CASA and GRAAB provide workshops for youth, parents
by DELANEY WALKER Banner Staff Writer
Jun 08, 2014 | 956 views | 0 0 comments | 5 5 recommendations | email to a friend | print

New programs offered through Court Appointed Special Advocates and the GRAAB Coalition provide separate workshops for youth and parents in need of additional life skills enrichment and education.

A number of the youth participants in the empowerment program have been referred by CASA.

Going Respectfully Against Addictive Behaviors director Tanya Southerland quickly pointed out the long-term program is available to any youth from age 11 to 21.

According to a pamphlet on the program, youth learn necessary skills to transition into the workforce and/or higher education.

Key areas of focus include personal self-management skills (managing stress and managing time and money); general social skills (communication skills and ability to build and maintain relationships); career options and opportunities (job hunting and interviewing skills); and social responsibility (service-learning and character building).

The program meets once a month on a Saturday, from 10 a.m. to noon, at the Cleveland Family YMCA.

“They seem very comfortable in the environment,” Southerland said. “It is not a typical classroom setting. We try not to meet in a classroom so they feel more relaxed and comfortable with talking about their grades and their situation.”

Both Southerland and CASA director Suzanne Wisdom agreed the program is another set of eyes and ears on kids who have demonstrated a need for help.

The program started in February and already has made an impact on the students and young adults involved.

One participant informed Southerland it seemed the court would no longer require him to attend the program after his July hearing.

“However,” added the student, “I want to continue to come, because I enjoy spending my Saturdays here.”

The program originally began as a six-hour meeting on Saturdays. Southerland said a lack of funding has reduced the time to two hours. Research is being conducted to see if money can be gained to provide lunch and resume the six-hour meetings.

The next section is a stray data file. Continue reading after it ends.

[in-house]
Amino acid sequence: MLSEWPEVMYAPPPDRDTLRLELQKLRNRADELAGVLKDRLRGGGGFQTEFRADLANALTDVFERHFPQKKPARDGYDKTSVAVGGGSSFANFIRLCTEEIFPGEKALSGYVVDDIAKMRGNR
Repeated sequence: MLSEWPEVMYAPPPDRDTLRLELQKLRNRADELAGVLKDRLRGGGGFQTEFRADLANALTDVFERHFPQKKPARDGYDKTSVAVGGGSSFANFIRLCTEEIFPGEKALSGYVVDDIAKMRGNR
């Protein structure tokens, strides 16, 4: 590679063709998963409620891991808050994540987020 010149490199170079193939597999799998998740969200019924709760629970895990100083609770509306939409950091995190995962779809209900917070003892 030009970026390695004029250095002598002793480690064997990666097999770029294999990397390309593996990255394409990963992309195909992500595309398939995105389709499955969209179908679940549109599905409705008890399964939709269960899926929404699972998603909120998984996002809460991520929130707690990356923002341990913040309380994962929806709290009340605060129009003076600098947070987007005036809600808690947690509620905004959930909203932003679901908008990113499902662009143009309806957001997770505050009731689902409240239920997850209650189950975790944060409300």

Both Southerland and Wisdom would like to see mentors and tutors join as a component of the program in the future.

A Parent Enrichment Workshop offers three nights of information for individuals in need of anger management, proper discipline, drug awareness, effective communication and healthy stress management education.

Supplemental videos and materials are used to supplement the four sections:

- Introduction: overviews the issues related to adolescent drug abuse;

- Protective family factors: how to be a good role model for children, ways to convey clear anti-drug message and tips for effective family communication and parental monitoring;

- General life skills: provides information and engages activities to help children develop personal self-management and social skills;

- Additional resources: a comprehensive list of national and community resources to help parents seek out additional information.

Southerland said CASA identified the need for a parent workshop on these subjects.

“If you look at the statistics of families we work with in court ... 70 percent of our parents have drug issues,” Wisdom said. “If you meet them and talk to them, they love their children, but they ... make poor choices. The community has parenting classes, and some of them are really great, but they don’t really address drug issues.”

Wisdom continued, “A lot of them have been abused themselves and it is just part of the cycle. They just don’t have time to think about themselves, about what they need to do and what is best for their children.”

The next three-day sessions are set for July 7, July 14 and July 21; Sept. 1, Sept. 8 and Sept. 15; and Nov. 3, Nov. 10 and Nov. 17.

A Parent 2 Parent support group is also available once a month for individuals who need a support group following the workshop.

“We need to think, after they are done, what tye of support do these parents have in place? Most of them can’t go back to the previous enablers or stressors in their lives because they will repeat the same mistakes they made,” Wisdom said. “We want to maintain that positive outlook and keep them on the same path.”

More information on all three program can be found by contacting GRAAB at 472-5800.